In December, the Ashmolean Museum opened the exhibition William Blake: Apprentice and Master, which displays an impressive selection of Blake’s most famous works until March. Tying in with this exhibition, the Ashmolean and Blackwell’s Bookshop have collaborated to create the Inspired by Blake festival, which runs from 18-31 January and presents an impressive range of extremely varied events, from printmaking workshops to a rap performance, all related to Blake’s versatile art. On Friday the 23rd, the Ashmolean hosted Blake scholar Saree Makdisi from UCLA for a public lecture called ‘Reading in the Spirit of Blake.’ The lecture was connected to Professor Makdisi’s book Reading William Blake, which is forthcoming this March.
In his lecture, which was attended by an impressively heterogeneous audience, Makdisi emphasised the relationship between words and images in Blake’s works: the distinction between the two forms of art is at times difficult to make, as words and images flow into each other and cannot be considered separately. This assertion does make one wonder whether the title of Makdisi’s lecture was appropriate: when text and image merge into each other, viewing becomes as important as reading.
The lecture was an excellent introduction to Blake, especially for people who have only a little knowledge of the artist and the way in which he produced his works. Makdisi focused on those works that are also on display in the Ashmolean exhibition, further informing that part of the audience which had just come down from the exhibition about what they had just seen. Unfortunately, since the lecture was scheduled to end after the regular opening hours of the Ashmolean, it was not possible for a visitor to go and have a look at the works straight after the talk, the newly gained knowledge still at the front of one’s mind.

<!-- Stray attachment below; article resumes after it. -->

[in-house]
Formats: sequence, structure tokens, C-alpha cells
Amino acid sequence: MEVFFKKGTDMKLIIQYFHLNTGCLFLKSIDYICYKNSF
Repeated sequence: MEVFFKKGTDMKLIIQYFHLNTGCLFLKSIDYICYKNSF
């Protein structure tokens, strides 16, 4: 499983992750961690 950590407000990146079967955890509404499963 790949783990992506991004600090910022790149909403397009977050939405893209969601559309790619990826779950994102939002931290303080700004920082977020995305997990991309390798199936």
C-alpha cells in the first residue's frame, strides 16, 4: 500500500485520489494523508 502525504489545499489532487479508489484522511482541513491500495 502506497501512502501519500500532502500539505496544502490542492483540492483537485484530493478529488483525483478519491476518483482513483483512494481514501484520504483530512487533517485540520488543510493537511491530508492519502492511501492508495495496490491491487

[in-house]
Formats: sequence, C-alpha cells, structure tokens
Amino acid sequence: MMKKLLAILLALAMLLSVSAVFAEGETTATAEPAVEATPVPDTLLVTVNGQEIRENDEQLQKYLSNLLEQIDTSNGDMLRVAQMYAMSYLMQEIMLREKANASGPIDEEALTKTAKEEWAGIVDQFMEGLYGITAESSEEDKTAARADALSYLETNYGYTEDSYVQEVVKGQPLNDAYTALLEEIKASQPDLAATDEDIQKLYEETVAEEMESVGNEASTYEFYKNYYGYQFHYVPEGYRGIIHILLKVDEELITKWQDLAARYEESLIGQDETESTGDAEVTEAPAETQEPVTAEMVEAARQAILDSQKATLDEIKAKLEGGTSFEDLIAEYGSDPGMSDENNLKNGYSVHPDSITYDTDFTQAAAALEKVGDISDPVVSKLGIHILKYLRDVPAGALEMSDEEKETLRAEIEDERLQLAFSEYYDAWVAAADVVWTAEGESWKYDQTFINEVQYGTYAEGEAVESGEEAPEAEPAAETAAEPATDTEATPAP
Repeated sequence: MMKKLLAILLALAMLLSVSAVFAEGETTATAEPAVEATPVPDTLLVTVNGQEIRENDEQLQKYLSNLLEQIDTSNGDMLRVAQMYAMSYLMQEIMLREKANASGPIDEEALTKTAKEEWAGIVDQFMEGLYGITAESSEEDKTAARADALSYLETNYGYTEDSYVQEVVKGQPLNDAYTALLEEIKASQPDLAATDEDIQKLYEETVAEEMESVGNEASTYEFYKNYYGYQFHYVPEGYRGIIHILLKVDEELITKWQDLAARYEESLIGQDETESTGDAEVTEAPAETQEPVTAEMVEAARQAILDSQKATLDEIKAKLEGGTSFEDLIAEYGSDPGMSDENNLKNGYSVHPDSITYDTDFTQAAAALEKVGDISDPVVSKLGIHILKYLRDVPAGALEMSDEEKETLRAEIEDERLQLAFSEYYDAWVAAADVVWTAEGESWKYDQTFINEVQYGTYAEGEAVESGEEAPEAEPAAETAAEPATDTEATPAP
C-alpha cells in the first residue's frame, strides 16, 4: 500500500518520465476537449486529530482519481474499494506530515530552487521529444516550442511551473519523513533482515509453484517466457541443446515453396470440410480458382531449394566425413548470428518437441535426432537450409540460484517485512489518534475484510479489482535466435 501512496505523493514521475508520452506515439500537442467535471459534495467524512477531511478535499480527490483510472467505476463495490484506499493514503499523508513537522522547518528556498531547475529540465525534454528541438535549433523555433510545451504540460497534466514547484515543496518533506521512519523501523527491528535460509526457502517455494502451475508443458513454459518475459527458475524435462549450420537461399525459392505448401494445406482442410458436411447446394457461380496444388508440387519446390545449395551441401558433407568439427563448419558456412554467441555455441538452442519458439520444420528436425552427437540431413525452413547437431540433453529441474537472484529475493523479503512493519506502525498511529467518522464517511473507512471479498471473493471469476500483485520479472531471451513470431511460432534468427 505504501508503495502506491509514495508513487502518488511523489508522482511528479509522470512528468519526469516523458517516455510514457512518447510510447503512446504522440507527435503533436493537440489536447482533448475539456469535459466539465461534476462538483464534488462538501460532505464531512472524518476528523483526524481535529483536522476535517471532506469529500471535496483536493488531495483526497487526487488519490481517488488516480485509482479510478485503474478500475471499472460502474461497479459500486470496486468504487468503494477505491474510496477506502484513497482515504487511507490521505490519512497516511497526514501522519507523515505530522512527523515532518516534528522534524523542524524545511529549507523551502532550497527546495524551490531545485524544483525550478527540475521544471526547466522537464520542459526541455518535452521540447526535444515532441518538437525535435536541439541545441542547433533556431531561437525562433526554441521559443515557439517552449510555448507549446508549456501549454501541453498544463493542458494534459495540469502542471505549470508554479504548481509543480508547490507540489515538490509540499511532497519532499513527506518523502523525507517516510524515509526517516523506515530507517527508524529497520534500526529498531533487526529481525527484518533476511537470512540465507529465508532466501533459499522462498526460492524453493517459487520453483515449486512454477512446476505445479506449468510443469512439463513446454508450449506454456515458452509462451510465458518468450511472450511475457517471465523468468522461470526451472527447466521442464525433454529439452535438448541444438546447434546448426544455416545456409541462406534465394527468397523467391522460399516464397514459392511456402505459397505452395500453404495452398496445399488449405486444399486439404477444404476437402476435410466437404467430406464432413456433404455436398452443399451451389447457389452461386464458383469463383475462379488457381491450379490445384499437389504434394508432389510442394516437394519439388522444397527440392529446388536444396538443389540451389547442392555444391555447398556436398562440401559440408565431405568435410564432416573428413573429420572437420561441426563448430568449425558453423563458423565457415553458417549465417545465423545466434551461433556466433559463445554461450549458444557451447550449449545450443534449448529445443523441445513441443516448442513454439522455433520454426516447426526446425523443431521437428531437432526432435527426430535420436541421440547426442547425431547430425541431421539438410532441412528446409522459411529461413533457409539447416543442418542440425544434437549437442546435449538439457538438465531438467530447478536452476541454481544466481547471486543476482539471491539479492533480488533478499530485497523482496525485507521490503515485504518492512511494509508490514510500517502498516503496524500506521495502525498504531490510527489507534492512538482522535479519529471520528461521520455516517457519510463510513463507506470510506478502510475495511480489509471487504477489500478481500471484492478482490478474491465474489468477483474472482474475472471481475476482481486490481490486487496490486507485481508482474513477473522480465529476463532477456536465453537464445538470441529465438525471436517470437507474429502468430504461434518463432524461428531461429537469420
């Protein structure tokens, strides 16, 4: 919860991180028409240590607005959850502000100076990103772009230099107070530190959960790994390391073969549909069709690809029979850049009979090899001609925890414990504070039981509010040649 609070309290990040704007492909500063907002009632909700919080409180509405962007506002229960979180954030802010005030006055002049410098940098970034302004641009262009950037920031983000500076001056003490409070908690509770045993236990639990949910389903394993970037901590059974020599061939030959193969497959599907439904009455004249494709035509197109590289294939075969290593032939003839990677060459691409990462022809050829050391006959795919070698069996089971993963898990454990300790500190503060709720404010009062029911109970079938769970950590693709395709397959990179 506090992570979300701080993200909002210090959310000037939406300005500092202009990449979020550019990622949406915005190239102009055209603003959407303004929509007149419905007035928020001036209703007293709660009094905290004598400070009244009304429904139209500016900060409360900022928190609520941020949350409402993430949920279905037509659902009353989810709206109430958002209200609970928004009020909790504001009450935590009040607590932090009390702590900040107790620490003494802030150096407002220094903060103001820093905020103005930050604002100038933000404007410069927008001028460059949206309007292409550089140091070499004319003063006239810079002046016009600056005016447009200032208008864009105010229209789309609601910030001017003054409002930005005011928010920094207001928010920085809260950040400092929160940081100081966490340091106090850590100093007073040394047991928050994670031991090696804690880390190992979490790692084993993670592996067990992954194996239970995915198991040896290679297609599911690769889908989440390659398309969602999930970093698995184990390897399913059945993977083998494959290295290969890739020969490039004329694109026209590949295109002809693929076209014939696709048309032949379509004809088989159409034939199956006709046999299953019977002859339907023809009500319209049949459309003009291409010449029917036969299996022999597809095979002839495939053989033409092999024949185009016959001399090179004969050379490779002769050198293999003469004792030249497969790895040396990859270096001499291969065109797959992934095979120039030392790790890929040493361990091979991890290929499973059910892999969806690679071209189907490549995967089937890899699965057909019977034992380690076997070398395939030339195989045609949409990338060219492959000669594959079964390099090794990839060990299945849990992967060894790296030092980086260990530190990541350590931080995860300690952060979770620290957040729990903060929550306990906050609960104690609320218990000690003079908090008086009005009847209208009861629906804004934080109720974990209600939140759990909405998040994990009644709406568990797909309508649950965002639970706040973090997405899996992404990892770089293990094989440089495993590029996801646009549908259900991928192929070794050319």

Makdisi’s lecture became particularly interesting when he explained to the audience how one can teach Blake to students, when each version of his collections of poems is different. Referring to the Blake Archive Online, he explained that he no longer sets his students a printed version of Blake to read, but instead lets them compare different editions of Blake’s works online, thus freeing them from the limitations of the book, as Blake himself seems to have attempted.
After the lecture, Makdisi took plenty of time for questions, showing patience with the almost unavoidable pedant who hogs the floor with a short narrative ending in a question mark followed by further questions. It was during this question and answer session that the connections to being ‘inspired’ by Blake were actually made: whereas Makdisi had focused solely on Blake’s own work, the questions led him to some interesting explanations regarding the connection of Blake’s work to children and the influence Blake seemingly did not have on his contemporaries or on Surrealists. The most important point to take away from this lecture, however, again referred to Blake’s work itself: Makdisi expressed a strong disagreement with any claims concerning how to read Blake. Meaning lies in the action of reading Blake, an action which should not be prescribed.